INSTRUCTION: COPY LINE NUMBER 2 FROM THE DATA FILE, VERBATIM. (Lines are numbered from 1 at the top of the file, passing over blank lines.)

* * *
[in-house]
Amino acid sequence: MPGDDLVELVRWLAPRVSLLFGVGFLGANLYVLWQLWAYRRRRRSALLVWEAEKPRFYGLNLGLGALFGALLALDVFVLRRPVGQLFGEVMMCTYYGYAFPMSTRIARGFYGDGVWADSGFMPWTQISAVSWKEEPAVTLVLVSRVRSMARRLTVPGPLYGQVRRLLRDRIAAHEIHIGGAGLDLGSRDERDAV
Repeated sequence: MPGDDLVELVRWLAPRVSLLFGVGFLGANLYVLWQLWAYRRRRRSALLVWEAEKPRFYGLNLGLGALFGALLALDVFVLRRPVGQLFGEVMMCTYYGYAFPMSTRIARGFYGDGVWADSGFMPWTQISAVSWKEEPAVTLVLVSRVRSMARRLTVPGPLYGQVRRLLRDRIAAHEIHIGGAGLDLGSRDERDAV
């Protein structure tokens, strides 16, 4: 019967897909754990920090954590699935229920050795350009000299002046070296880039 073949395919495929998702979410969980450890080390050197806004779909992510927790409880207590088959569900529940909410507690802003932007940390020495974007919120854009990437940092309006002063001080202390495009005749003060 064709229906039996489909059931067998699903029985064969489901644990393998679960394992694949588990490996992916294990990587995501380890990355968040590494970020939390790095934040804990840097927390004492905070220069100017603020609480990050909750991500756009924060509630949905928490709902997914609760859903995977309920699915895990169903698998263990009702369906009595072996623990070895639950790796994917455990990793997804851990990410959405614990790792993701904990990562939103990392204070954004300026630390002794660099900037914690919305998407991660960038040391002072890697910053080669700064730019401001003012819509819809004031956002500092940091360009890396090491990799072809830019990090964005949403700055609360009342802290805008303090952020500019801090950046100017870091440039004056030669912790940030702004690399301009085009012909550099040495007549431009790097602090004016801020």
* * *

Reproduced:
Amino acid sequence: MPGDDLVELVRWLAPRVSLLFGVGFLGANLYVLWQLWAYRRRRRSALLVWEAEKPRFYGLNLGLGALFGALLALDVFVLRRPVGQLFGEVMMCTYYGYAFPMSTRIARGFYGDGVWADSGFMPWTQISAVSWKEEPAVTLVLVSRVRSMARRLTVPGPLYGQVRRLLRDRIAAHEIHIGGAGLDLGSRDERDAV